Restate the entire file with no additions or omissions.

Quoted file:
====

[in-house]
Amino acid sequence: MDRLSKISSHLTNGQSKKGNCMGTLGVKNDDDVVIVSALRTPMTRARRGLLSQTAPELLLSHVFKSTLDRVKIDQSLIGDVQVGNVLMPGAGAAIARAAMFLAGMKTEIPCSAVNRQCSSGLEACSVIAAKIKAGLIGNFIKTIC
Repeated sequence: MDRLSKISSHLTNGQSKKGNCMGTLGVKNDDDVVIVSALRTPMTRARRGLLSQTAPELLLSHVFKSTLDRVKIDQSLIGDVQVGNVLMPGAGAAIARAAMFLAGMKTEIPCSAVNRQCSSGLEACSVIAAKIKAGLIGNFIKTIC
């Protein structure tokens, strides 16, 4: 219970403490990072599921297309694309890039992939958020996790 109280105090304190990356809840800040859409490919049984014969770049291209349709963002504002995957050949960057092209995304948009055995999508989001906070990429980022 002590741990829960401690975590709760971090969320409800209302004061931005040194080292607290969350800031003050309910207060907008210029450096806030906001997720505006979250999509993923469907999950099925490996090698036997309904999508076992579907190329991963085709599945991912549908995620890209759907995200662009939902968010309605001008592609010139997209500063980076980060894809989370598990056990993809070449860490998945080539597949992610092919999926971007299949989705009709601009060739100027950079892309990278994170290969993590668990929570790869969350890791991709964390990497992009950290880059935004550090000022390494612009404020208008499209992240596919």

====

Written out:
[in-house]
Amino acid sequence: MDRLSKISSHLTNGQSKKGNCMGTLGVKNDDDVVIVSALRTPMTRARRGLLSQTAPELLLSHVFKSTLDRVKIDQSLIGDVQVGNVLMPGAGAAIARAAMFLAGMKTEIPCSAVNRQCSSGLEACSVIAAKIKAGLIGNFIKTIC
Repeated sequence: MDRLSKISSHLTNGQSKKGNCMGTLGVKNDDDVVIVSALRTPMTRARRGLLSQTAPELLLSHVFKSTLDRVKIDQSLIGDVQVGNVLMPGAGAAIARAAMFLAGMKTEIPCSAVNRQCSSGLEACSVIAAKIKAGLIGNFIKTIC
């Protein structure tokens, strides 16, 4: 219970403490990072599921297309694309890039992939958020996790 109280105090304190990356809840800040859409490919049984014969770049291209349709963002504002995957050949960057092209995304948009055995999508989001906070990429980022 002590741990829960401690975590709760971090969320409800209302004061931005040194080292607290969350800031003050309910207060907008210029450096806030906001997720505006979250999509993923469907999950099925490996090698036997309904999508076992579907190329991963085709599945991912549908995620890209759907995200662009939902968010309605001008592609010139997209500063980076980060894809989370598990056990993809070449860490998945080539597949992610092919999926971007299949989705009709601009060739100027950079892309990278994170290969993590668990929570790869969350890791991709964390990497992009950290880059935004550090000022390494612009404020208008499209992240596919």